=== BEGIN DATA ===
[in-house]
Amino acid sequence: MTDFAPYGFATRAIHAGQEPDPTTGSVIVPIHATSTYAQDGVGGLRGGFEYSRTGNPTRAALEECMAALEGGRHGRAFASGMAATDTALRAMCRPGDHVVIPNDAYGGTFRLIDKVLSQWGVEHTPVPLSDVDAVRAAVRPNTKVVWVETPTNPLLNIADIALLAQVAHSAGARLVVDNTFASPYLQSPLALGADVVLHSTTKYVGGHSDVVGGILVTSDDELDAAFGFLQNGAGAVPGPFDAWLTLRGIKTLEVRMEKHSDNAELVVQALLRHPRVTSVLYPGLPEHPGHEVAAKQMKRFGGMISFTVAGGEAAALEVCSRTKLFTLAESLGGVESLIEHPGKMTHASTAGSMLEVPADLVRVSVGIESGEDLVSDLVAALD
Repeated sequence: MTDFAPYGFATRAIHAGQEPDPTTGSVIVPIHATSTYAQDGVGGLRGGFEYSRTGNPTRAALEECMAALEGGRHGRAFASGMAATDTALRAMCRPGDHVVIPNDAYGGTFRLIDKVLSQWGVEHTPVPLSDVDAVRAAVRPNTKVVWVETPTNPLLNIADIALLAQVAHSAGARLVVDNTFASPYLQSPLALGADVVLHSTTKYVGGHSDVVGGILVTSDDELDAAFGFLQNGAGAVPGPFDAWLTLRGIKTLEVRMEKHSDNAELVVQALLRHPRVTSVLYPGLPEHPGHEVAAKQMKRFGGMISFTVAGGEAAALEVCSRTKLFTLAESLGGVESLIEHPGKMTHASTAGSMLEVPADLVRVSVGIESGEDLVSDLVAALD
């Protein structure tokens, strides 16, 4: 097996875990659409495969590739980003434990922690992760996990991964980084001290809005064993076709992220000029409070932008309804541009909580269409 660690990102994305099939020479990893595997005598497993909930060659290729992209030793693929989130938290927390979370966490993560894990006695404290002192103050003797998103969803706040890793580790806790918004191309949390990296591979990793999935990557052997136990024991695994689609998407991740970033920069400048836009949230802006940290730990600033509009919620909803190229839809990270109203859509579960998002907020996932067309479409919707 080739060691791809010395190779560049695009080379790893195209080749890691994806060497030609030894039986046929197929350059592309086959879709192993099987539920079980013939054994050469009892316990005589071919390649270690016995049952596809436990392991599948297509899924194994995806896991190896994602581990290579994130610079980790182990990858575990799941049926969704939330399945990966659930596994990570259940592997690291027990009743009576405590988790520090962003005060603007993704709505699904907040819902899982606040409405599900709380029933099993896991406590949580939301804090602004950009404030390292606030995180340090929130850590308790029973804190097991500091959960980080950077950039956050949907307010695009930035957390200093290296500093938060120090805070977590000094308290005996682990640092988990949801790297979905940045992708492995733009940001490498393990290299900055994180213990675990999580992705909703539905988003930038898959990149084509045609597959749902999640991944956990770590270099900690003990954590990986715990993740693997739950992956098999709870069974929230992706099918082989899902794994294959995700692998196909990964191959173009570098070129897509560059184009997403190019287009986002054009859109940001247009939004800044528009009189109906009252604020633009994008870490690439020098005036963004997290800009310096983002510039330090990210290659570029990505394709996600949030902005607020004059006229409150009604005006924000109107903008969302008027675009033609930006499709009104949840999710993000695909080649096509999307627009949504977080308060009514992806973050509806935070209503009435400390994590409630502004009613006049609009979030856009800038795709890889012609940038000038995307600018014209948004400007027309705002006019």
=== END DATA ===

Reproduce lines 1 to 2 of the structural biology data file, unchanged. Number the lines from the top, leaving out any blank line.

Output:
[in-house]
Amino acid sequence: MTDFAPYGFATRAIHAGQEPDPTTGSVIVPIHATSTYAQDGVGGLRGGFEYSRTGNPTRAALEECMAALEGGRHGRAFASGMAATDTALRAMCRPGDHVVIPNDAYGGTFRLIDKVLSQWGVEHTPVPLSDVDAVRAAVRPNTKVVWVETPTNPLLNIADIALLAQVAHSAGARLVVDNTFASPYLQSPLALGADVVLHSTTKYVGGHSDVVGGILVTSDDELDAAFGFLQNGAGAVPGPFDAWLTLRGIKTLEVRMEKHSDNAELVVQALLRHPRVTSVLYPGLPEHPGHEVAAKQMKRFGGMISFTVAGGEAAALEVCSRTKLFTLAESLGGVESLIEHPGKMTHASTAGSMLEVPADLVRVSVGIESGEDLVSDLVAALD